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Linux will copy the the contents of /etc/skel when a new user is created. I want to have a sub-directory in each user's home directory, MyStevedore. I want this directory to have the owner be the new user and the group to be the group stevedore with the permissions drwxrwxr-x. The user is not a member of the group stevedore.

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migrated from serverfault.com Feb 13 '11 at 8:34

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what Linux distribution are you running? –  Ash Palmer Oct 27 '10 at 20:04
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And the reason the distro matters is because depending on the distro and how you are creating users there are methods to extend the user creation tools to run a script of your choosing. For example on Debian-based systems /usr/local/sbin/adduser.local will be called when you run adduser to create an account. –  Zoredache Oct 27 '10 at 20:17
    
this is where a little script-fu wrapped around useradd might do the trick. Certain other distro's have 'adduser' which is a bash script doing just that! –  Ash Palmer Oct 27 '10 at 20:30
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2 Answers 2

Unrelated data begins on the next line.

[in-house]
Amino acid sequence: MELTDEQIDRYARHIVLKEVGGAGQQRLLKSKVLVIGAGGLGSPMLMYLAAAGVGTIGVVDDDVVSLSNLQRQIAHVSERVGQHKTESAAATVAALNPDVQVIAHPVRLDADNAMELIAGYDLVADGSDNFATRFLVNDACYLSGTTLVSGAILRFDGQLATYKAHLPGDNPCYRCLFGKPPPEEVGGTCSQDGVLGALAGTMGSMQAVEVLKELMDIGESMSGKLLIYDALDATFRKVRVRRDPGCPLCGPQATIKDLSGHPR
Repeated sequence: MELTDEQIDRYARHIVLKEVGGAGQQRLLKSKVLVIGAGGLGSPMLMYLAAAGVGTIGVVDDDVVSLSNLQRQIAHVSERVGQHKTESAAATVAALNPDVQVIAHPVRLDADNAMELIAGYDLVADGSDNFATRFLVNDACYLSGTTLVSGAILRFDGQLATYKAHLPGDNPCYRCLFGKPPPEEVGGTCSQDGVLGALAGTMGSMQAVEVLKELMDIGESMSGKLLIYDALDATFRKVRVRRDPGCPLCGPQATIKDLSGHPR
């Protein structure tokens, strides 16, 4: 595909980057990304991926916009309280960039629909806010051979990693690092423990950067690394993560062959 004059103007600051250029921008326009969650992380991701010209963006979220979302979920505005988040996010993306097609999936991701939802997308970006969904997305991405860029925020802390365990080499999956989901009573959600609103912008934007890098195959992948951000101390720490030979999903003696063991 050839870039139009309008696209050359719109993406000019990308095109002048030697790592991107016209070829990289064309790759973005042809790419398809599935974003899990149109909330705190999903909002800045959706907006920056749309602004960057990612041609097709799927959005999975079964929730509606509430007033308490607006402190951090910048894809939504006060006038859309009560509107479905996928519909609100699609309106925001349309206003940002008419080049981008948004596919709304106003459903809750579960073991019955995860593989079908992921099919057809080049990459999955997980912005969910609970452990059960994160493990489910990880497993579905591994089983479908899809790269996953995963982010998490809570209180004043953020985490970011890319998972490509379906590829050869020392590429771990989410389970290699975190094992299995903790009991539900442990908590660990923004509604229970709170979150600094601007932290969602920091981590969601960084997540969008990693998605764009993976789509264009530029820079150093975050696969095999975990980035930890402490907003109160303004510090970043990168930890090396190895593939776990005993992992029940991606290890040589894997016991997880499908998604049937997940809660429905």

Assuming you're using adduser to create the user, it will do most of the job, assuming you've created a directory /etc/skel/MyStevedore with your desired permissions. However on most systems ~/MyStevedore will always belong to the user's primary group.

On Debian and derivatives (including Ubuntu), once adduser has created the user, it calls /usr/local/sbin/adduser.local if it exists. You can use it to complete the job.

#!/bin/sh
username=$1 uid=$2 gid=$3 home_dir=$4
if [ -d "$home_dir/MyStevedore" ]; then
  chgrp stevedore "$home_dir/MyStevedore"
fi
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You could add an if statement to the .bash_profile script in /etc/skel that will check if the folder exists. If it doesn't exist it will create it and set the permissions.

The first time a new user logs in the folder will be created.

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